By Joe Gorman
Robert Lodwick said just before he was sentenced to 18 months in prison Wednesday that he became a police officer to help people.
The 14-year-old girl he was supposed to be helping told visiting Judge Thomas Porkony in Mahoning County Common Pleas Court that Lodwick was a father figure to her. But he betrayed her trust when he solicited her for sex and obtained nude pictures of her.
“When you have what happened, it’s just crazy,” the girl told Judge Porkony. “He’s someone you obviously wanted to trust.”
The 41-year-old Lodwick, who was a city police officer for 14 years, was sentenced after pleading guilty May 6 to one count of importuning, one count of pandering obscenity and one count of illegal use of a minor in a nudity-oriented performance.
A joint-sentence recommendation between defense attorney J. Gerald Ingram and assistant Attorney General Angela Canepa calls for a sentence of 12 months on the importuning and 18 months on the pandering charges to run concurrently, as well as five years’ probation for the final charge, for a total of 18 months in prison.
The case had been assigned to Common Pleas Judge Maureen Sweeney, but Judge Porkony handled both the plea and sentencing because Judge Sweeney is hearing a capital murder case.
As part of his sentence, Lodwick is no longer eligible to be a police officer in Ohio.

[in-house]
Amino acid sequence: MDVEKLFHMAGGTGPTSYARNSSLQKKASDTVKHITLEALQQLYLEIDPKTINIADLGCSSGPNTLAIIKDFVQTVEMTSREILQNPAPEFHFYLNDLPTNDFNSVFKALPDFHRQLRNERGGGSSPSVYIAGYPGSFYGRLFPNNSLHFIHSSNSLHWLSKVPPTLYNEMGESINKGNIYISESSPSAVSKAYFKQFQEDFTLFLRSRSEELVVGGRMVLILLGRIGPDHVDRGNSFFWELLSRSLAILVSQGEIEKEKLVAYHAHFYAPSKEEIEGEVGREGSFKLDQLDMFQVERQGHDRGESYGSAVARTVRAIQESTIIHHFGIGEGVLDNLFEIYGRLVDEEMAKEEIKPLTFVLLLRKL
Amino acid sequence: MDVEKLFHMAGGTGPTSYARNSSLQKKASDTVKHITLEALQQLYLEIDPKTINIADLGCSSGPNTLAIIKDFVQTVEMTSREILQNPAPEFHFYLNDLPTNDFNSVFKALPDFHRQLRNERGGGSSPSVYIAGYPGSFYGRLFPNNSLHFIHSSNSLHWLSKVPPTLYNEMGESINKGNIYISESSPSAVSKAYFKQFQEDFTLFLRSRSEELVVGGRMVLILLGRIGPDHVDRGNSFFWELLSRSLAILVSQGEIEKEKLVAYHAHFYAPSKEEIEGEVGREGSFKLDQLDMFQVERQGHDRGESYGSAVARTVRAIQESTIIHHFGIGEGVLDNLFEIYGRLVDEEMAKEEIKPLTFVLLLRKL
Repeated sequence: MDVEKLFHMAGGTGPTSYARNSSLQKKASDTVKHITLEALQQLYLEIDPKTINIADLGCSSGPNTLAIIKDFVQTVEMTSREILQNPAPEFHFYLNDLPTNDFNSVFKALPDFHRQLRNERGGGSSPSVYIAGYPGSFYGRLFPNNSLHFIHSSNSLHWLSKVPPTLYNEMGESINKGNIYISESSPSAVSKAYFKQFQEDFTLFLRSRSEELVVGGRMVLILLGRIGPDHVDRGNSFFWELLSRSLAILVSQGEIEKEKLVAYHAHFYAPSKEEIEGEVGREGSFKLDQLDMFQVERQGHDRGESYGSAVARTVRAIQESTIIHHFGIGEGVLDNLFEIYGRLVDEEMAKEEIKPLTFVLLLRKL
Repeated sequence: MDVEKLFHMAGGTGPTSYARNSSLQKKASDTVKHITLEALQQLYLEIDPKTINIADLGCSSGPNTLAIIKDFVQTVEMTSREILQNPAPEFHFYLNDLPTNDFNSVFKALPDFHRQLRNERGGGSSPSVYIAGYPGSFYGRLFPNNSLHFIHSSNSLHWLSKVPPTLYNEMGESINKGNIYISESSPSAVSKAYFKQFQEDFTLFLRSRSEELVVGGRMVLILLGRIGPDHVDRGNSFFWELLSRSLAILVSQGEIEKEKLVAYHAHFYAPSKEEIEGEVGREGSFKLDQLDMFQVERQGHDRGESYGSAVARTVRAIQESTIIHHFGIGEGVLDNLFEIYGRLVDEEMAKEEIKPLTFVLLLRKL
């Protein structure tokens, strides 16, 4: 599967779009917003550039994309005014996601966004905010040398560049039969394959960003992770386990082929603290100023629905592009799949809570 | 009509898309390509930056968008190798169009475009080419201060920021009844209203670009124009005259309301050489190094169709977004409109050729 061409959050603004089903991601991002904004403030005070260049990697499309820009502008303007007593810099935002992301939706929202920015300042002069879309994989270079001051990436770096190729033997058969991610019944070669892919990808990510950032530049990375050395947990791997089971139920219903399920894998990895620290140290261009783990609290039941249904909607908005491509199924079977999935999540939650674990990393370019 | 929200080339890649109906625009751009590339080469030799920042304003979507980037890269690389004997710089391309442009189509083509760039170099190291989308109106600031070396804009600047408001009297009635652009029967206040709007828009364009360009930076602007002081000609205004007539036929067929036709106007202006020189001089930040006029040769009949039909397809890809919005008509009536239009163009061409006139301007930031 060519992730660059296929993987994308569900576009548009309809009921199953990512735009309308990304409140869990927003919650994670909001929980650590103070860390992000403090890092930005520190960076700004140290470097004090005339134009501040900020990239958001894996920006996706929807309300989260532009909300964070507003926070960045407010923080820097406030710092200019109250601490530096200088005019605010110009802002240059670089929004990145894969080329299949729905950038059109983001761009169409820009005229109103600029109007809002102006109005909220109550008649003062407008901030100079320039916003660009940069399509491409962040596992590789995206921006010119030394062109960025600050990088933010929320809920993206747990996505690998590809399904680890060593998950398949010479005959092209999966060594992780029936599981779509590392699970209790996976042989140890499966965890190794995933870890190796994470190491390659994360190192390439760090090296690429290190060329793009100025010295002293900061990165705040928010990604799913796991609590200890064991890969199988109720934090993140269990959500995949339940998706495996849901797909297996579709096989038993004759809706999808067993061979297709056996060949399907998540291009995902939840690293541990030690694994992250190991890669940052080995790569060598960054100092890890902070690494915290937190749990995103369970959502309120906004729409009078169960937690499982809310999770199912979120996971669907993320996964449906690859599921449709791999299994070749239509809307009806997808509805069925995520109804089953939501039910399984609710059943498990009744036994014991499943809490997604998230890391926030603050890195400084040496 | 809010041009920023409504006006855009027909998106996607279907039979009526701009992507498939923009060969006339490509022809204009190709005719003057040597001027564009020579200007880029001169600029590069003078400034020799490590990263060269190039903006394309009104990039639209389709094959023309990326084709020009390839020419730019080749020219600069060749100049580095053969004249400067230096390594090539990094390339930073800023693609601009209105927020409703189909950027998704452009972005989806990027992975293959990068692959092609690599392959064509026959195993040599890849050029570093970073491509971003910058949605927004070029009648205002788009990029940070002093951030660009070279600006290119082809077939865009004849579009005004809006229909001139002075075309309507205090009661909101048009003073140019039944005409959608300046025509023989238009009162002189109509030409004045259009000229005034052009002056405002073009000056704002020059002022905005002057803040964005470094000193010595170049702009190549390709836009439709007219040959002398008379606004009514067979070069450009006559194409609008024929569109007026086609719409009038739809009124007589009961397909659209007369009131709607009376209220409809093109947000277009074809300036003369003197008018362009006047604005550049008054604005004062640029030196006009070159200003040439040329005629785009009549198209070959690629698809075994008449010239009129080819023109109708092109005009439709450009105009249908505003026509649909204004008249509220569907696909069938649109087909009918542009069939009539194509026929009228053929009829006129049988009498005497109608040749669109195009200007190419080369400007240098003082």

Lodwick, who was a detective sergeant, was fired June 14, 2013, shortly after his arrest on the charges, which were first reported by the county Children Services Board to detectives at the Mahoning County Sheriff’s Office, who informed city police and the state Bureau of Criminal Investigation. Lodwick, who was a patrol supervisor, was called off the road and arrested and has been in the county jail ever since.
He was accused of soliciting a juvenile for sex between April 9 and May 23, 2013, and again June 6 of that year, just before he was to report for work on the midnight shift; he also was accused of obtaining pictures of a nude juvenile and viewing other pictures of a nude juvenile. The charges stem from his time as an investigator for the police department’s Family Services Unit, where the victim was a subject in one of the cases he was working on.
Lodwick said he loved his job with FSU because he could see the impact of his investigations. He apologized for his actions.
“I ruined a lot of people’s trust in me,” Lodwick said. “All I ever wanted to do was help.”
The ordeal has been especially hard on his wife and son, who were forced to move after his arrest because of threats and vandalism. Lodwick said he wants to finish his sentence so he can return and help his wife, who is battling an illness. He said he does not think he will get much help from counselors in prison because as a former police officer, he will be kept separate from other inmates and may not have as much access to help, but he said he has therapists and counselors lined up to see when he is released from prison.
“I just want a second chance in life to be there for my wife and son,” Lodwick said.
The victim told Judge Porkony that it will be hard for her to trust someone in authority, such as a police officer, because of what happened to her.
“You can always forgive, but you can’t forget,” she said. Then sobbing, she added, “I’ve been through so much, to have that happen, it’s just ridiculous.”
As part of his sentence, Lodwick must register his address every six months with the sheriff of the county he is living in for 25 years. He also was given credit for 363 days served in the county jail waiting for his case to wrap up.